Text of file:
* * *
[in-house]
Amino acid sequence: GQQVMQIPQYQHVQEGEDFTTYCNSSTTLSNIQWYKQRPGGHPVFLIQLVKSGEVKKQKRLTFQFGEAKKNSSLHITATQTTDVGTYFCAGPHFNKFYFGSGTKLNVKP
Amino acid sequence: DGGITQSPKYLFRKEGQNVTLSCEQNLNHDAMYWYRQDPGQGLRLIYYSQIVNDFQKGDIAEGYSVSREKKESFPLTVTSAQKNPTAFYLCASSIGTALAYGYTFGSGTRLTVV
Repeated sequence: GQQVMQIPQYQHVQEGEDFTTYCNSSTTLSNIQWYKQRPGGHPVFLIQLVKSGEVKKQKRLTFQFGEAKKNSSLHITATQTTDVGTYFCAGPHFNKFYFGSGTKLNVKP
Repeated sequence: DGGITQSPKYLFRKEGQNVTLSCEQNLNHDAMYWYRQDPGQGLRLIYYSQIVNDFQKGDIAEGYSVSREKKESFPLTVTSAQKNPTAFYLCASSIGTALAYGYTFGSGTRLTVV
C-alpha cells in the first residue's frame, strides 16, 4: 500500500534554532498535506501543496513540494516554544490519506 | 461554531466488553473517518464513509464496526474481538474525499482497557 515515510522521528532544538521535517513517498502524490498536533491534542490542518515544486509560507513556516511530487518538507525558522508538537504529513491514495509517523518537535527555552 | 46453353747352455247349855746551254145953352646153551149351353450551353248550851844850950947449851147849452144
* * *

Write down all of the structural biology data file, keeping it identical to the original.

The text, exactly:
[in-house]
Amino acid sequence: GQQVMQIPQYQHVQEGEDFTTYCNSSTTLSNIQWYKQRPGGHPVFLIQLVKSGEVKKQKRLTFQFGEAKKNSSLHITATQTTDVGTYFCAGPHFNKFYFGSGTKLNVKP
Amino acid sequence: DGGITQSPKYLFRKEGQNVTLSCEQNLNHDAMYWYRQDPGQGLRLIYYSQIVNDFQKGDIAEGYSVSREKKESFPLTVTSAQKNPTAFYLCASSIGTALAYGYTFGSGTRLTVV
Repeated sequence: GQQVMQIPQYQHVQEGEDFTTYCNSSTTLSNIQWYKQRPGGHPVFLIQLVKSGEVKKQKRLTFQFGEAKKNSSLHITATQTTDVGTYFCAGPHFNKFYFGSGTKLNVKP
Repeated sequence: DGGITQSPKYLFRKEGQNVTLSCEQNLNHDAMYWYRQDPGQGLRLIYYSQIVNDFQKGDIAEGYSVSREKKESFPLTVTSAQKNPTAFYLCASSIGTALAYGYTFGSGTRLTVV
C-alpha cells in the first residue's frame, strides 16, 4: 500500500534554532498535506501543496513540494516554544490519506 | 461554531466488553473517518464513509464496526474481538474525499482497557 515515510522521528532544538521535517513517498502524490498536533491534542490542518515544486509560507513556516511530487518538507525558522508538537504529513491514495509517523518537535527555552 | 46453353747352455247349855746551254145953352646153551149351353450551353248550851844850950947449851147849452144